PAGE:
24 May 2013

Using the smart city to promote economic competitiveness

Center City Philadelphia from Drexel Park in West Philadelphia
The lack of posting on this blog correlates directly with the state of my research on smart urbanism in Philadelphia. I hope to post more regularly soon, but in the meantime here is a teaser, in the form of an conference abstract for an upcoming event I will be participating in.

On Tuesday, June 11 I will present a bit of my recent research into smart urbanism and the 'smart city' as applied to Philadelphia at Drexel University's Symposium on Urban Informatics: Exploring Smarter Cities. In the organizers' words, the symposium will examine how "Technologies transform city life in countless ways. The symposium on Urban Informatics will bring together designers, city planners and managers, technologists, scholars and entrepreneurs in Philadelphia, at the heart of the northeast urban corridor, to explore the frontiers of the urban environment." I am looking forward to the discussions coming out of this event; it will certainly be a productive and hopefully provocative day!

What follows is an overview of what I intend to cover in my fifteen minutes.

Philadelphia’s smart city agenda: Enabling urban change or perpetuating existing social inequalities?

This essay examines what urban informatics technologies enable: how this electromagnetic terrain of a city actively impacts the urban landscape. By examining the digital infrastructure that support the Digital On-Ramps smart city project in Philadelphia, this essay will explore the systems, policies and technological scripts that produce a disposition toward responsive intelligence in the city. The Digital On-Ramps project proposes to connect Philadelphia’s under-served citizens to Internet-based workforce education and development training via smartphones, tablets, and traditional computers as a means of providing the skills necessary for these citizens to become competitive in a 21st century, globalized and service-oriented economy. Digital On-Ramps’ project requires a re-conceptualization of the infrastructure for education and content delivery, a renewed utility of digital telecommunication systems and, possibly, a lessened need for the traditional, physical spaces of schools and other established elements of the city’s built environment. All this combines with a tighter focus on new, digital actors for content delivery and consequently social and economic exchange itself. Through a place-based case study examining the numerous local and national actors involved in this smart city project, this essay will critique the push for workforce development outcomes through digital infrastructural efficiencies.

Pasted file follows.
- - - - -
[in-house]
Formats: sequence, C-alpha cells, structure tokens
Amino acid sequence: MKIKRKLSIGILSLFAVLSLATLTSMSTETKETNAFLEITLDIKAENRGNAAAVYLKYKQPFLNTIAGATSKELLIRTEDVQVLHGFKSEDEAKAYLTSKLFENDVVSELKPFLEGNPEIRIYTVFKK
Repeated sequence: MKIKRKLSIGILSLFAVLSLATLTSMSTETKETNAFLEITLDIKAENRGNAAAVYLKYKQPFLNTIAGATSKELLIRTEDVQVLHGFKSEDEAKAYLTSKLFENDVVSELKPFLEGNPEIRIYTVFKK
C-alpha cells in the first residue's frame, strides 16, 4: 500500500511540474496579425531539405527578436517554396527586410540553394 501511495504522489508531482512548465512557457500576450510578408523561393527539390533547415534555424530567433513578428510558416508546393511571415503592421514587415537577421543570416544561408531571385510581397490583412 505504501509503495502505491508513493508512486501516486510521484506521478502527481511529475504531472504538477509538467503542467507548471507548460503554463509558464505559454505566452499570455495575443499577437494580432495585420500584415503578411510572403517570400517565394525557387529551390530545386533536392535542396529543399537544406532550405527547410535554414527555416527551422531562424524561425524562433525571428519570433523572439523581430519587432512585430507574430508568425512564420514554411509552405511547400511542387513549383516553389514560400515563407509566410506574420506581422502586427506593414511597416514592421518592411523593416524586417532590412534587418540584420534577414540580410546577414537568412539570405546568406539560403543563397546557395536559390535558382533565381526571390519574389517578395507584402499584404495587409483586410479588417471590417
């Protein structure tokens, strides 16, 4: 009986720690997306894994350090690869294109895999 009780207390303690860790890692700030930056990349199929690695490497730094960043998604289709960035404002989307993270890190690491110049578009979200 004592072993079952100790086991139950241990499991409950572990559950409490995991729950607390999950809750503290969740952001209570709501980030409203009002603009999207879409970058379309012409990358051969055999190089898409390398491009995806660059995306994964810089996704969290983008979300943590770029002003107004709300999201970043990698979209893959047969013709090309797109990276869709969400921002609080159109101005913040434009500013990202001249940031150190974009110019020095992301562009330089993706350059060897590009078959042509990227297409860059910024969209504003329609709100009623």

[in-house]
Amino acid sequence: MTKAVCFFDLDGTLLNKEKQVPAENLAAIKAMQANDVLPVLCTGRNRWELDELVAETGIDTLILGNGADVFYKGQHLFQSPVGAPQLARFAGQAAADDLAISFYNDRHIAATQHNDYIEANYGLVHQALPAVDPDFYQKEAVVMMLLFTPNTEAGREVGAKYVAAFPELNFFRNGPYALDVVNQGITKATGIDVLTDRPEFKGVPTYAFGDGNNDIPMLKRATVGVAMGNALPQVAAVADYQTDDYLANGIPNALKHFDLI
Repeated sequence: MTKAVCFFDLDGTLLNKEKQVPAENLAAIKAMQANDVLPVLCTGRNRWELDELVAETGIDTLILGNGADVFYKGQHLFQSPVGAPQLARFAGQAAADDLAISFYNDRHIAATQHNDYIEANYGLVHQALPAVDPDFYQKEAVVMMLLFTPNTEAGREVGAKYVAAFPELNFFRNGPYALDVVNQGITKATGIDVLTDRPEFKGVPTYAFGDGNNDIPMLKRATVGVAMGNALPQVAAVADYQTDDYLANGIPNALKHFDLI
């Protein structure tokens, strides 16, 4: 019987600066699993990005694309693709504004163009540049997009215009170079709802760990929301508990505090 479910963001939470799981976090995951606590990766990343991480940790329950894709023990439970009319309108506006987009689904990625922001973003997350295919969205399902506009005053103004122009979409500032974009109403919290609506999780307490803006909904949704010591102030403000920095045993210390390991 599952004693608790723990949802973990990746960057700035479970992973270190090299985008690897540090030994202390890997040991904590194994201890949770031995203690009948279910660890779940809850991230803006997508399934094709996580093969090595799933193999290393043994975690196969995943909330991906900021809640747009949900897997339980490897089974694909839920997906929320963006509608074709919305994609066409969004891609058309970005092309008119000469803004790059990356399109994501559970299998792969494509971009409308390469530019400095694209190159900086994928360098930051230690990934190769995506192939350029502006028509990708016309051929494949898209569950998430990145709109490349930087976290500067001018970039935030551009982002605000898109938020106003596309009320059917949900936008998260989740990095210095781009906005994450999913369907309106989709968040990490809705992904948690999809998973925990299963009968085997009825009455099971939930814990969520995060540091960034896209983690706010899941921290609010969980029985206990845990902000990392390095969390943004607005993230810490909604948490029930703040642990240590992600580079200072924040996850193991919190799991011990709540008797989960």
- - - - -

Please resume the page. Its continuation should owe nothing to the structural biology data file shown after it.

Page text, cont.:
The central question the essay will address is: Does the Digital On-Ramps project benefit Philadelphia’s under-served, poorest citizens, or is the project geared more toward maintaining and improving Philadelphia’s image as a competitive, creative, and economically-relevant city in the globalized economy? The essay concludes that, while it is too early to see if, how, and where citizens will benefit from this project, the city’s smart city agenda has brought national and global media attention to Philadelphia.

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